How’s your new year’s healthy eating resolution going–if you made one? Mid-January might be when a lot of people start feeling the January doldrums, whether they have a resolution or not. (I’m in the latter camp, but totally feeling the doldrums!) This salad might be just the booster you need if you are in a DASH diet rut.
I made this salad for lunch the day after we had a pretty indulgent dinner of Korean fried chicken and kimchi fried rice, which followed a fun weekend of lots of good (but not-so-DASH-compliant) food with my SIL. My DASH diet radar graph pretty clearly showed that I needed a meal that’s high on veggies and low on meats, fat and sugar to balance out the feasts, but I also wanted something that’d satisfy me and keep me going till I got back home to cook dinner. Otherwise I’d end up being either hangry or snacky–or both, lol.
This crunchy salad of cabbage, cucumber and other flavor-packed vegetables was just the thing I needed. The salad gets a “Thai” boost from a creamy peanut dressing spiked with ginger, garlic and lime juice. Smoked tofu adds a layer of savoriness and the much-needed protein without adding to the meat servings. Crushed peanuts are fun, and the fiber and fat in the peanuts helped me stay full.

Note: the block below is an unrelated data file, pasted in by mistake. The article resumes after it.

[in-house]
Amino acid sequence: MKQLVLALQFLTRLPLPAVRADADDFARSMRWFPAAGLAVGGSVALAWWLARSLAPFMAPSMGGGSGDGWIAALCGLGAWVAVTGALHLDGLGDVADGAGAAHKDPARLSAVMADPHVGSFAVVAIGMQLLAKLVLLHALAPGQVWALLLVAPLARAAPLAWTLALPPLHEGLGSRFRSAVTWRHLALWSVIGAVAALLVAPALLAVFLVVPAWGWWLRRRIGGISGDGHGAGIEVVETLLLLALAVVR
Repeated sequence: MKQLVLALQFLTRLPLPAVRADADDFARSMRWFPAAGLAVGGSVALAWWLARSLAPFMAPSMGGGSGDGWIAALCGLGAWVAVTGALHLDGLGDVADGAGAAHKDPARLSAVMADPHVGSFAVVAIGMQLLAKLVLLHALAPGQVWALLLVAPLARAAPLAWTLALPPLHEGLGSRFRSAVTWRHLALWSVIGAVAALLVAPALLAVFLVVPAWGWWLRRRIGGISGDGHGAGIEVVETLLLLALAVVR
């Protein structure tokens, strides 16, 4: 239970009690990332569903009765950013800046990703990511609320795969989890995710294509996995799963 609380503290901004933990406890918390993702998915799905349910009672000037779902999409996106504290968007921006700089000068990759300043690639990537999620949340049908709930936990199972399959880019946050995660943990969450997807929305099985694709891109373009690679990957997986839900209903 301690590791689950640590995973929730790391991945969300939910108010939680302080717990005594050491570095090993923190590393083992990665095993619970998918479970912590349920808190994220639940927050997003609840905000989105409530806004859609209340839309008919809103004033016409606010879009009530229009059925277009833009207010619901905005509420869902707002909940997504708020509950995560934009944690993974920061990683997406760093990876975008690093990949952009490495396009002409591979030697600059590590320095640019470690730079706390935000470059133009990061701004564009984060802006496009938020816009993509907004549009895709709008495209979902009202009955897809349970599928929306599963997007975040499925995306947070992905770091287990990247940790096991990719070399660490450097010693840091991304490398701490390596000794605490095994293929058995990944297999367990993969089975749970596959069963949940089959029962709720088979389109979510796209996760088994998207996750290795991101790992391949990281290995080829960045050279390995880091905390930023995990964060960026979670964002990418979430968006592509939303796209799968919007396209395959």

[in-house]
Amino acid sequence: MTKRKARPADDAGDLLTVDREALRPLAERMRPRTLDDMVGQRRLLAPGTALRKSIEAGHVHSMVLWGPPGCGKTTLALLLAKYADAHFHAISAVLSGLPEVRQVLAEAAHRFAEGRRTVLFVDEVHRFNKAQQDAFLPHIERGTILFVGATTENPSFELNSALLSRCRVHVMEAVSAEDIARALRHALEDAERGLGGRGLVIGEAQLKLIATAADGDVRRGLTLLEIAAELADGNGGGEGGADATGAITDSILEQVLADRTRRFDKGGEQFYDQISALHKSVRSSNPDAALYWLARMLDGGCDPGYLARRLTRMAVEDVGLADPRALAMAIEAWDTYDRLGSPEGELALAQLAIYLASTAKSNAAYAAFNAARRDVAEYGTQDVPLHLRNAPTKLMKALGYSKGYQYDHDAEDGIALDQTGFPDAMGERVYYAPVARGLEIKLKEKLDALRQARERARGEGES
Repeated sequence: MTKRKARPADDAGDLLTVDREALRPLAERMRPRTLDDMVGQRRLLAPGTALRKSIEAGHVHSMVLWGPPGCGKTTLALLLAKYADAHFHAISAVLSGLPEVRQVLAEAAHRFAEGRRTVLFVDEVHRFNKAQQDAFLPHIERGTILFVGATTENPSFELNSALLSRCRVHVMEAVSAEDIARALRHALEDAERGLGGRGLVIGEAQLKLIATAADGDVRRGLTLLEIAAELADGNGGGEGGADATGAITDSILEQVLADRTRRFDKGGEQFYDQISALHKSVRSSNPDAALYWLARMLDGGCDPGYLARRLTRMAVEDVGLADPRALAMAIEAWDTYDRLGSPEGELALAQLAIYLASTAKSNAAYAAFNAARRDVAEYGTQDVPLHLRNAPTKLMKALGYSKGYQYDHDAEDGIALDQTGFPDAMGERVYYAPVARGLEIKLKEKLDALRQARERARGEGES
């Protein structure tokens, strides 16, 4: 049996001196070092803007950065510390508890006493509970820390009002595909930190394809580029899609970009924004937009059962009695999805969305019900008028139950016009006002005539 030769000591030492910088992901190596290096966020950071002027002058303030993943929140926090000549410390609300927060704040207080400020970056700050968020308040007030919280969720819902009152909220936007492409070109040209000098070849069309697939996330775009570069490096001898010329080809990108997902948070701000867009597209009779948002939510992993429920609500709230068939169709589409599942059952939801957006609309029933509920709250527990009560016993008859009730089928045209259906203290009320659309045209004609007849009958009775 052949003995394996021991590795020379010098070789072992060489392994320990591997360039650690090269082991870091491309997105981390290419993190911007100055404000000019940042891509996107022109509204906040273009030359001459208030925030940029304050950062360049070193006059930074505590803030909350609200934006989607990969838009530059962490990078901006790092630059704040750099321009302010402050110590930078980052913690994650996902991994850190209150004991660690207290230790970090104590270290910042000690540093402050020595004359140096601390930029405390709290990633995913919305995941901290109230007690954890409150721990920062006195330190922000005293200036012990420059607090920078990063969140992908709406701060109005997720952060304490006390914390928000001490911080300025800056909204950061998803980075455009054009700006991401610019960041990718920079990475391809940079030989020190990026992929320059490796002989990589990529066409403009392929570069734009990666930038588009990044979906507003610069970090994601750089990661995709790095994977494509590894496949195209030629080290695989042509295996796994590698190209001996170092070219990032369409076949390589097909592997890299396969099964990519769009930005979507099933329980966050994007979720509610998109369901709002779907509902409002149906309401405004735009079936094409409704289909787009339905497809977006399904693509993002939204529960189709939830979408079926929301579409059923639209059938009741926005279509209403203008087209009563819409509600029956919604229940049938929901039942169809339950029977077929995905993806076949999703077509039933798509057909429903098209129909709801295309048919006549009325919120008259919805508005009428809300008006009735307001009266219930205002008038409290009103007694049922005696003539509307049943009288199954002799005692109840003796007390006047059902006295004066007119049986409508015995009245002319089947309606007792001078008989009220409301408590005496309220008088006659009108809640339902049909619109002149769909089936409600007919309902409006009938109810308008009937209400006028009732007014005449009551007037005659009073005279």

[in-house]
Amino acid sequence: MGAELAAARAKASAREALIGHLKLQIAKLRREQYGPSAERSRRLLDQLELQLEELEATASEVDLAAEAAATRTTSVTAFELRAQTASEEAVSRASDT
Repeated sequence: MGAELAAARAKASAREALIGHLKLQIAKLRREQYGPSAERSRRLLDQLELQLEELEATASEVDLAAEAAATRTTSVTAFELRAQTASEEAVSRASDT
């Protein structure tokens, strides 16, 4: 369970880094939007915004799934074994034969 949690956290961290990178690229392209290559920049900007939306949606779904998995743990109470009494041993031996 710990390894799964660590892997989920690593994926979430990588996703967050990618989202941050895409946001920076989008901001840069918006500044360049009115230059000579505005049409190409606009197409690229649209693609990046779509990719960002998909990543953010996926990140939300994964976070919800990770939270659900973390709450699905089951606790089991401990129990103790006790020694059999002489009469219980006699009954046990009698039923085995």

Crunchy Thai cabbage salad with smoked tofu and peanut dressing
DASH considerations: Crunchy vegetables and savory smoked tofu make this salad quite satisfying, despite the lack of meat, chicken or egg. The peanut dressing, similar to the peanut sauce served with Thai-style chicken satay, is creamy and aromatic, tying all the salad ingredients together. Go easy on the dressing, and this salad is a good “reset” lunch after meat- and/or fat-heavy dinner.
Mix all the dressing ingredients except for the water in a small bowl.
Add and mix in water thoroughly, 1 tablespoon at a time, until the dressing is at a desired consistency. (You want the dressing to be pourable enough to coat the salad easily.)
Mix all the salad ingredients in a bowl large enough to toss the salad.
Spoon about 1/3 of the peanut dressing over the salad and toss to combine. Add more dressing gradually if needed.
I brought the salad to work for lunch. To prevent the vegetables from getting soggy if you aren’t eating it right away, it’s a good idea to keep the dressing in a separate container and toss the salad just before eating.